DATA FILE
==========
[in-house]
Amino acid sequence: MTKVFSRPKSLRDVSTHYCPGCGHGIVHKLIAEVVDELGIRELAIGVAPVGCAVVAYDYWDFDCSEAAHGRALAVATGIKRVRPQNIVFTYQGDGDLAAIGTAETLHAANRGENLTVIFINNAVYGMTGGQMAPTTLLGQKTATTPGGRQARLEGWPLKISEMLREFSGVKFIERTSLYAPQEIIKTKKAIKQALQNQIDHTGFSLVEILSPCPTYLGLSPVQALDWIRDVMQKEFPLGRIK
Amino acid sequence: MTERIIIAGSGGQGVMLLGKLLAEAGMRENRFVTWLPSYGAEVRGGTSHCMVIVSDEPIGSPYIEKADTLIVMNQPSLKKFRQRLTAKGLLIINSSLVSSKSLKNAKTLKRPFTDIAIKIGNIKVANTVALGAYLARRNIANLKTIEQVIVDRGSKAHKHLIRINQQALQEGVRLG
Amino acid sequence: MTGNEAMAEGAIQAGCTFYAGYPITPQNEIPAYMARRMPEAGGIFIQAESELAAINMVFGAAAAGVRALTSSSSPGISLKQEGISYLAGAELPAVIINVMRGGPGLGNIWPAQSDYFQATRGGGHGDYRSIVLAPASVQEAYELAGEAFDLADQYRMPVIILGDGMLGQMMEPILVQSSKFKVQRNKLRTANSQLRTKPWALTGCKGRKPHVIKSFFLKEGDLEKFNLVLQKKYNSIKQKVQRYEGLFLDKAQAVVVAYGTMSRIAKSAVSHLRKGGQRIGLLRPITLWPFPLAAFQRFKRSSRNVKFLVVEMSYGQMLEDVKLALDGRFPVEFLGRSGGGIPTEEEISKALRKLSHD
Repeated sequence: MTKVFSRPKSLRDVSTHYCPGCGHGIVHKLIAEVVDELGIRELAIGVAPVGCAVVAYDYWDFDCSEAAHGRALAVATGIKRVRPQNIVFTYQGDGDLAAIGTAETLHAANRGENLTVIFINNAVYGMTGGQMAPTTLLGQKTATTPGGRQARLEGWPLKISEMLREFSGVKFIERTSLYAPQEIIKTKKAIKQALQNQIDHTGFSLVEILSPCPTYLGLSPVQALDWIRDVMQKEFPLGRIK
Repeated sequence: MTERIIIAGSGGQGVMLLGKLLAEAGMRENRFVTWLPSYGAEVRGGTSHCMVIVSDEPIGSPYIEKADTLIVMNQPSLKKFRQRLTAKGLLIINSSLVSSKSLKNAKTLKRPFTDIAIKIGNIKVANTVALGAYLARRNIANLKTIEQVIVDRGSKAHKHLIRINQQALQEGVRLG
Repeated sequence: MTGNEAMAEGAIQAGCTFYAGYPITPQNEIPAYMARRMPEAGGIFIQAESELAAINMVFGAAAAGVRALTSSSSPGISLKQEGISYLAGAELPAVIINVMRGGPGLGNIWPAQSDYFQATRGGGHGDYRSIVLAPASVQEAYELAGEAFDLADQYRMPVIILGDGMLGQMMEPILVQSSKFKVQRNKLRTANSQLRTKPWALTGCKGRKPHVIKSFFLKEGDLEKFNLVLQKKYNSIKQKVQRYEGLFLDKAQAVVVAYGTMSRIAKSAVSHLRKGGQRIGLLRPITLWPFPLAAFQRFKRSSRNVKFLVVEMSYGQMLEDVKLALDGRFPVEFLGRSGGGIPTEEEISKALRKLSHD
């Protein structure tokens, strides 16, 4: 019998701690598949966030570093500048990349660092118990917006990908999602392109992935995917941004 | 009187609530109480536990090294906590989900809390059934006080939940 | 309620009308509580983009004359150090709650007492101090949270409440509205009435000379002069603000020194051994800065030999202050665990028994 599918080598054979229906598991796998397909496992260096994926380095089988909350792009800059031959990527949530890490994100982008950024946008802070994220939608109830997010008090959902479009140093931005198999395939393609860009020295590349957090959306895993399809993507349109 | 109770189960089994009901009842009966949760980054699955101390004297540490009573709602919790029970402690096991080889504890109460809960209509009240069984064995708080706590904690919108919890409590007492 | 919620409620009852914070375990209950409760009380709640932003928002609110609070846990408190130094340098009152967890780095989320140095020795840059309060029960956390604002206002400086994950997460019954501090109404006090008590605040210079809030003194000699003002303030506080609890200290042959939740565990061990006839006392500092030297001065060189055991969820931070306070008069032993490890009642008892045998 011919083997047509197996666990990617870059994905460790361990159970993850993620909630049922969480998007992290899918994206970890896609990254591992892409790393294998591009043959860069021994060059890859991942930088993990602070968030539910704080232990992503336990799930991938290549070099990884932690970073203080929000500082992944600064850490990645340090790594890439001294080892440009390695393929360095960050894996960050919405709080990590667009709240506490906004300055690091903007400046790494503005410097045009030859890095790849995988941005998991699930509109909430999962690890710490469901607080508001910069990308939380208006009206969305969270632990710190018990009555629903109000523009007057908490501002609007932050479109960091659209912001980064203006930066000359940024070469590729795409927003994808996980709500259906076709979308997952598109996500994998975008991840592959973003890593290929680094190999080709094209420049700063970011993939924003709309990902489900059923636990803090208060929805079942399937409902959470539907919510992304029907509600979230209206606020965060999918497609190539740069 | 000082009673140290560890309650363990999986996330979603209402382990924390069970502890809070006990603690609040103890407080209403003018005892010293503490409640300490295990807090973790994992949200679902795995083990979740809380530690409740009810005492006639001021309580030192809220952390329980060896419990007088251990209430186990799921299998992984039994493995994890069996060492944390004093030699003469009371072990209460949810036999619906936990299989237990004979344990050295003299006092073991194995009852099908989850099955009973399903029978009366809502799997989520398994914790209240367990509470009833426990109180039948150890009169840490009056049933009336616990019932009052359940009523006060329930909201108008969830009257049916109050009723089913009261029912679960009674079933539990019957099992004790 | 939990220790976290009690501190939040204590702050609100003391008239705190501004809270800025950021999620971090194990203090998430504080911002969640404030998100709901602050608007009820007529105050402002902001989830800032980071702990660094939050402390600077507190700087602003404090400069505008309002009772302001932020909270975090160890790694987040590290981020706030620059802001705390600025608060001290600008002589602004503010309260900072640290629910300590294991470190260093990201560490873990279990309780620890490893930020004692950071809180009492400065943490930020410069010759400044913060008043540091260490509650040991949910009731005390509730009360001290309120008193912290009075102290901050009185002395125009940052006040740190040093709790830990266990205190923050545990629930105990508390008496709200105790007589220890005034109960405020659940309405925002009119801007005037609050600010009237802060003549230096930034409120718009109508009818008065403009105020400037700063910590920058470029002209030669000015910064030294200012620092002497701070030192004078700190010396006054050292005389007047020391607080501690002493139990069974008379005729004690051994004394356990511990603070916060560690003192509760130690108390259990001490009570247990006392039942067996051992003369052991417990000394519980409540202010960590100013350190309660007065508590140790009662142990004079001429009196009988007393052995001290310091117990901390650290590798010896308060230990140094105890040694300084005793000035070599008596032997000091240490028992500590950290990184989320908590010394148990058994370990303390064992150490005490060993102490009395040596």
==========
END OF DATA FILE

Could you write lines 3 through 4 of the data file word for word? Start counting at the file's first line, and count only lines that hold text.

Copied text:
Amino acid sequence: MTERIIIAGSGGQGVMLLGKLLAEAGMRENRFVTWLPSYGAEVRGGTSHCMVIVSDEPIGSPYIEKADTLIVMNQPSLKKFRQRLTAKGLLIINSSLVSSKSLKNAKTLKRPFTDIAIKIGNIKVANTVALGAYLARRNIANLKTIEQVIVDRGSKAHKHLIRINQQALQEGVRLG
Amino acid sequence: MTGNEAMAEGAIQAGCTFYAGYPITPQNEIPAYMARRMPEAGGIFIQAESELAAINMVFGAAAAGVRALTSSSSPGISLKQEGISYLAGAELPAVIINVMRGGPGLGNIWPAQSDYFQATRGGGHGDYRSIVLAPASVQEAYELAGEAFDLADQYRMPVIILGDGMLGQMMEPILVQSSKFKVQRNKLRTANSQLRTKPWALTGCKGRKPHVIKSFFLKEGDLEKFNLVLQKKYNSIKQKVQRYEGLFLDKAQAVVVAYGTMSRIAKSAVSHLRKGGQRIGLLRPITLWPFPLAAFQRFKRSSRNVKFLVVEMSYGQMLEDVKLALDGRFPVEFLGRSGGGIPTEEEISKALRKLSHD